Video output:

ffmpeg -i output.mkv

Input #0, matroska,webm, from 'output.mkv':


encoder : libebml v1.3.6 + libmatroska v1.4.9

creation_time : 2018-08-31T06:43:45.000000Z

Duration: 00:42:51.03, start: 0.000000, bitrate: 1928 kb/s

Stream #0:0: Video: h264 (Main), yuv420p(progressive), 960x540 [SAR 1:1 DAR 16:9], Closed Captions, 23.98 fps, 23.98 tbr, 1k tbn, 47.95 tbc (default)

Using this:

"ffmpeg" -f lavfi -i "movie=output.mkv[out0+subcc]" -map s "output_map-s.srt"

I can extract the (CC) but with an odd time codes and tags.

1 00:00:00,019 --> 00:00:00,051 {\an7}dialogue

2 00:00:00,052 --> 00:00:00,134 {\an7}dialogue

3 00:00:00,135 --> 00:00:00,161 {\an7}dialogue

4 00:00:00,163 --> 00:00:00,178 {\an7}dialogue

5 00:00:00,179 --> 00:00:00,194 {\an7}dialogue

6 00:00:00,220 --> 00:00:00,246 {\an7}dialogue

7 00:00:00,272 --> 00:00:00,296 {\an7}-dialogue

What would be the correct sentence to extract synced (CC).


3 Answers 3


This worked for me, N is the subtitle index starting with 0:

ffmpeg -hide_banner -i myfile.mkv -map 0:s:N subtiles_N.srt
  • You have to replace N with a number, because the MKV can have multiple subtiles. This will get you the first subtitle: ffmpeg -hide_banner -i myfile.mkv -map 0:s:0 subtiles_zero.srt Sep 12, 2018 at 15:46
  • Get the same error...
    – sard
    Sep 12, 2018 at 15:55
  • It can't be the exact same error, if it is ''0:s:0' matches no streams.', it would be because the MKV has not subtitles. Sep 12, 2018 at 16:25
  • The second answer here, uses the same approach: superuser.com/questions/391892/extract-subtitles-from-movie (it has 3 votes) Sep 12, 2018 at 16:38
  • 1
    Thank you, but this works only with subtitles with their own streams: Stream #0:2: Subtitle: subrip (default). Not Close Caption encoded in video stream.
    – sard
    Sep 12, 2018 at 17:16

I had the same issue, my easiest solution was to use Handbrake to convert it to an MP4 and tell it to add the CC as Subtitle.

Several tools then have an easy method to extract the Subtitle from the MP4 into a text SRT file.

Its a long way around but my media player point blank refuses to play embedded subtitles and only wants srt with the same name as the file I want to watch.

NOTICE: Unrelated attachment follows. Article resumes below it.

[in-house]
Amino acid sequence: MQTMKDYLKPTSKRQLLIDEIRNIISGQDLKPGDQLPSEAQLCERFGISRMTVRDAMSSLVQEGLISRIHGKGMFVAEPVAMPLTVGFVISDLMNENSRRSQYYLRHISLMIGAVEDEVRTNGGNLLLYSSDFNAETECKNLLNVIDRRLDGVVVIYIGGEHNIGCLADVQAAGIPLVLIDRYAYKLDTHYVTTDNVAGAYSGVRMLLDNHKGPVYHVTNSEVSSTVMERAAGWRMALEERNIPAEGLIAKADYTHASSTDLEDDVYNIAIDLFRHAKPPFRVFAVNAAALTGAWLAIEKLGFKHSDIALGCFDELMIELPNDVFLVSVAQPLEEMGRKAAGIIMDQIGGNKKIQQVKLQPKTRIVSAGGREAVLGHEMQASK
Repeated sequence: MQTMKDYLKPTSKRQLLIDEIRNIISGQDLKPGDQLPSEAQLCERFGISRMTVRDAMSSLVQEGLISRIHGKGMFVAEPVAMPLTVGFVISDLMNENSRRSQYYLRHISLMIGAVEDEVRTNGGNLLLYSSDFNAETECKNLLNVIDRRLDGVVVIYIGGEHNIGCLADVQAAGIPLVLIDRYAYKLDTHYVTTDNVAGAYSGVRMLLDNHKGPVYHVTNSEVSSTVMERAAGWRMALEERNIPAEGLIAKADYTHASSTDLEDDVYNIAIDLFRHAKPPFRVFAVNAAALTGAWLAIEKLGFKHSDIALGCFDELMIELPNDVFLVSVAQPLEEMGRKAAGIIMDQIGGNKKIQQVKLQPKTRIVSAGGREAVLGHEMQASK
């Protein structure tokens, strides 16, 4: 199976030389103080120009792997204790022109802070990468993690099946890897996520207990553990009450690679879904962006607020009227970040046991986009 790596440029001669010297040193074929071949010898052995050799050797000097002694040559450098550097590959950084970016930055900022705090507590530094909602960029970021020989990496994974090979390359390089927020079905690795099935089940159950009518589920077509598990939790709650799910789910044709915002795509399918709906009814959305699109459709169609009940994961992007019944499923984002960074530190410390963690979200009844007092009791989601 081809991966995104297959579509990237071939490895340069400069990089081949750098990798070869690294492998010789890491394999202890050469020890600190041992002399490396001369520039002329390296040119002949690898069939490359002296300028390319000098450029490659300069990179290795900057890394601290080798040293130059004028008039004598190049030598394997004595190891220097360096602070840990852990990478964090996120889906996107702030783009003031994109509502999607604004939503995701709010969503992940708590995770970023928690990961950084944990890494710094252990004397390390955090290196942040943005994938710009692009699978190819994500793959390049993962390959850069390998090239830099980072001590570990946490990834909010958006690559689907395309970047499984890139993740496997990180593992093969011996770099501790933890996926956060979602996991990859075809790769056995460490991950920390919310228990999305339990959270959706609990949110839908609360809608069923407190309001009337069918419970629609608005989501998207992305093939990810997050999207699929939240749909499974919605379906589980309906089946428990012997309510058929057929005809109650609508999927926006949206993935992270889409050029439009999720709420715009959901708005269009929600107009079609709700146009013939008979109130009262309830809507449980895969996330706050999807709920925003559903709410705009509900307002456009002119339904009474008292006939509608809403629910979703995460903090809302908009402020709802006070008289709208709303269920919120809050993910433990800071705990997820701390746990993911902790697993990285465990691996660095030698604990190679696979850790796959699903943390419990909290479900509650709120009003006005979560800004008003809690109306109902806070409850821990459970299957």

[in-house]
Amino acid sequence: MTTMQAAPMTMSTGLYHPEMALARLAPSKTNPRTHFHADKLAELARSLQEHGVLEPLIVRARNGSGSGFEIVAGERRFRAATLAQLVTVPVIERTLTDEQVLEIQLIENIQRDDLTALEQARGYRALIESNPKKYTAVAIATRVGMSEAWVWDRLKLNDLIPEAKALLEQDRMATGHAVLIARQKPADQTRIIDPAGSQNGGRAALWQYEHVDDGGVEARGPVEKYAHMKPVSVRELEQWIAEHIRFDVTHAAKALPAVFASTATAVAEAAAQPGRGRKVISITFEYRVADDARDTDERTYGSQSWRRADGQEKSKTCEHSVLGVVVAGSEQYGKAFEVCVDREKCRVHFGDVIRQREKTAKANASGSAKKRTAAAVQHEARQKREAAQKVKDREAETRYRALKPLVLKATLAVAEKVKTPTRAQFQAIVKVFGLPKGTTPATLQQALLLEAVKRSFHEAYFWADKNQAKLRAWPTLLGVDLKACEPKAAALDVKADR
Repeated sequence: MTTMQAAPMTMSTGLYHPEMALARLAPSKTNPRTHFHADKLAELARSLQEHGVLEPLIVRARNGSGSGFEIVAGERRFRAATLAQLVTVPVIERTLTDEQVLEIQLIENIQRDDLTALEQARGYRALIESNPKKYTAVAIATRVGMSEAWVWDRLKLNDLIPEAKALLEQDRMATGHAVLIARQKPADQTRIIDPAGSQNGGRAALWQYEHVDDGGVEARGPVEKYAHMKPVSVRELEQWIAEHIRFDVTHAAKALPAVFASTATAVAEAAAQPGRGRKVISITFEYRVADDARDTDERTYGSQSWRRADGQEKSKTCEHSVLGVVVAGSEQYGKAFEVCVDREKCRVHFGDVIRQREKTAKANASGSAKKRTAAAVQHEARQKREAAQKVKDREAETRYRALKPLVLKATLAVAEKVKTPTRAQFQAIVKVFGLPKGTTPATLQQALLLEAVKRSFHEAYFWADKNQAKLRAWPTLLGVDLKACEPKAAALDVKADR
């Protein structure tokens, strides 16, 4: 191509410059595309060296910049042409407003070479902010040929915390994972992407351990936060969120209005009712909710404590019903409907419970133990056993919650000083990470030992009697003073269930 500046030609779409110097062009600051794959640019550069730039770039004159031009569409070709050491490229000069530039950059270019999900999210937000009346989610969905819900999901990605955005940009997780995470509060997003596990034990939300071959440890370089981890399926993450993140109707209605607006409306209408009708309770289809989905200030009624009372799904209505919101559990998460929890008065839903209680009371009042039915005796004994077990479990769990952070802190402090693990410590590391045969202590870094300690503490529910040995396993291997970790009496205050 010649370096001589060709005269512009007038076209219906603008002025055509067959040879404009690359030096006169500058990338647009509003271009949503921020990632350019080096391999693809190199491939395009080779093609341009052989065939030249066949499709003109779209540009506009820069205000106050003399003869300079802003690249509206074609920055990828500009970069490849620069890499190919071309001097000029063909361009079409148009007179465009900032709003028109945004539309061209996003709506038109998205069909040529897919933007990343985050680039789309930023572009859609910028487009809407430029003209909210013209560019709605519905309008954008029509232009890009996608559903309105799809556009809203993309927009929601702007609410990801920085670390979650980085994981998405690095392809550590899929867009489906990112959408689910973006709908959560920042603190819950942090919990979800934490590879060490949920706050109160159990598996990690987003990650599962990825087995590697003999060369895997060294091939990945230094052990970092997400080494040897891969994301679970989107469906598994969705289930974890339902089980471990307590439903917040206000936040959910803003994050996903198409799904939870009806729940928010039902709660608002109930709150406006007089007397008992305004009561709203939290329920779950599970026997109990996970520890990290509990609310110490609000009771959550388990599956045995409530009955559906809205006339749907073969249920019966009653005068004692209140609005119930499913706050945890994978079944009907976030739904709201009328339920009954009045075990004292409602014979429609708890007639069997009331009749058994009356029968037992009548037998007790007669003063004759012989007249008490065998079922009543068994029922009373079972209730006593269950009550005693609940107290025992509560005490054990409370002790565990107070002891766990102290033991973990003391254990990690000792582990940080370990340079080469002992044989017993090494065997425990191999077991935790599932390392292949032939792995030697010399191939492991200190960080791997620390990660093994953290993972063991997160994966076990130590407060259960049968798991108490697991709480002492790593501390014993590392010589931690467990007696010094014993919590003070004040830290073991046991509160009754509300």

• Thanks, but how would you tell to add the CC...? Anything I do the CC is ignored.
    – sard
    May 22, 2019 at 21:38

All the answers here seem to refer to subtitle streams (a stream of text or maybe images dedicated to just subtitles). Those can be extracted in many ways, for example just open the file with "Subtitle edit" and you can directly extract and manipulate text subtitles or convert image subtitles to text with OCR and then edit them anyway you want. But Closed Captions (CC) is another beast. Closed Captions are text subtitles embedded in the video stream, in old time broadcast TV, the analog signal was shown line by line in the CRT TV screen by an actual electron beam that physically swept the screen line by line, when reaching bottom it went to the top of the screen again and that took some time. In that interval, some modulation was used to send a signal that was not displayed (since the electron beam was going back to the start position), that signal encoded text information that was decoded as subtitles. That CC data can still be embedded in the video part of the digital files we use today, and some tools can decode it, for example VLC can show it, ffmpeg can access it (for example using "ffmpeg" -f lavfi -i "movie=output.mkv[out0+subcc]" -map s "output_map-s.srt" as the original question shows). I know only about another tool that can extract them to SRT files (or some other formats) with correct time codes, it is CCExtractor, programmed by CFSMP3, but it is a very picky tool that takes some effort to master and get results

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